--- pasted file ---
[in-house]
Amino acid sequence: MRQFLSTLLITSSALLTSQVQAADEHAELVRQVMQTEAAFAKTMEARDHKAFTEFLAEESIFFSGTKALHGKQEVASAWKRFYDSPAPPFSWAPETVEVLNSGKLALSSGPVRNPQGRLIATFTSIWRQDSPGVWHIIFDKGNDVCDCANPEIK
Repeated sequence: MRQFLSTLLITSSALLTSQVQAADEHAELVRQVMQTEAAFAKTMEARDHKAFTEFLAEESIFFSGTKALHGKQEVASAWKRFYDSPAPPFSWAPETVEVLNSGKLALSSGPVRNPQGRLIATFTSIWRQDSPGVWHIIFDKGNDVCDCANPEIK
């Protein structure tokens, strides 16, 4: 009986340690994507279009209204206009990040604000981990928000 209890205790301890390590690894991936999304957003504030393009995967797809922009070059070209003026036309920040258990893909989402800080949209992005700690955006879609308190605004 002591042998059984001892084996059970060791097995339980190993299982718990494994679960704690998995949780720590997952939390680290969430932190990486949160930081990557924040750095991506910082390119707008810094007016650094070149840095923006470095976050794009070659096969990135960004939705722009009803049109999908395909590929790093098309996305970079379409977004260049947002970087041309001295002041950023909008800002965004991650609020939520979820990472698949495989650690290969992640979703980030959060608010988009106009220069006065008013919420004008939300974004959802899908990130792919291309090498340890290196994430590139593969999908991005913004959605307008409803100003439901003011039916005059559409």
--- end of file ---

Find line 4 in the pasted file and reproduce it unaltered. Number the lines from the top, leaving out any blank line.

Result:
């Protein structure tokens, strides 16, 4: 009986340690994507279009209204206009990040604000981990928000 209890205790301890390590690894991936999304957003504030393009995967797809922009070059070209003026036309920040258990893909989402800080949209992005700690955006879609308190605004 002591042998059984001892084996059970060791097995339980190993299982718990494994679960704690998995949780720590997952939390680290969430932190990486949160930081990557924040750095991506910082390119707008810094007016650094070149840095923006470095976050794009070659096969990135960004939705722009009803049109999908395909590929790093098309996305970079379409977004260049947002970087041309001295002041950023909008800002965004991650609020939520979820990472698949495989650690290969992640979703980030959060608010988009106009220069006065008013919420004008939300974004959802899908990130792919291309090498340890290196994430590139593969999908991005913004959605307008409803100003439901003011039916005059559409």